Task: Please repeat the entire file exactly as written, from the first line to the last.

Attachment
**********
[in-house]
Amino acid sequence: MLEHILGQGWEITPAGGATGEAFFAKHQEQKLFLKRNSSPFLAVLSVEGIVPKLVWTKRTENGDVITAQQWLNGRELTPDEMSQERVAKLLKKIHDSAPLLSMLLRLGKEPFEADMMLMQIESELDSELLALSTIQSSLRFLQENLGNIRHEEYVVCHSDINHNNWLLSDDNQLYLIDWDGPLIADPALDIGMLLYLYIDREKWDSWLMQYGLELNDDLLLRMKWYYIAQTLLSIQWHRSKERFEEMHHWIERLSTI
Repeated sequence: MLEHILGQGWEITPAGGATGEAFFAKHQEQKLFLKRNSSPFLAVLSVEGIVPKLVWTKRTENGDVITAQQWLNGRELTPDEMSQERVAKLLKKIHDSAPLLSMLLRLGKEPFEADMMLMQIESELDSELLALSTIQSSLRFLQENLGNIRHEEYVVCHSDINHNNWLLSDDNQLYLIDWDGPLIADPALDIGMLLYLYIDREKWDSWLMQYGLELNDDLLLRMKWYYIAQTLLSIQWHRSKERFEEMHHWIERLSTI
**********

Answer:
[in-house]
Amino acid sequence: MLEHILGQGWEITPAGGATGEAFFAKHQEQKLFLKRNSSPFLAVLSVEGIVPKLVWTKRTENGDVITAQQWLNGRELTPDEMSQERVAKLLKKIHDSAPLLSMLLRLGKEPFEADMMLMQIESELDSELLALSTIQSSLRFLQENLGNIRHEEYVVCHSDINHNNWLLSDDNQLYLIDWDGPLIADPALDIGMLLYLYIDREKWDSWLMQYGLELNDDLLLRMKWYYIAQTLLSIQWHRSKERFEEMHHWIERLSTI
Repeated sequence: MLEHILGQGWEITPAGGATGEAFFAKHQEQKLFLKRNSSPFLAVLSVEGIVPKLVWTKRTENGDVITAQQWLNGRELTPDEMSQERVAKLLKKIHDSAPLLSMLLRLGKEPFEADMMLMQIESELDSELLALSTIQSSLRFLQENLGNIRHEEYVVCHSDINHNNWLLSDDNQLYLIDWDGPLIADPALDIGMLLYLYIDREKWDSWLMQYGLELNDDLLLRMKWYYIAQTLLSIQWHRSKERFEEMHHWIERLSTI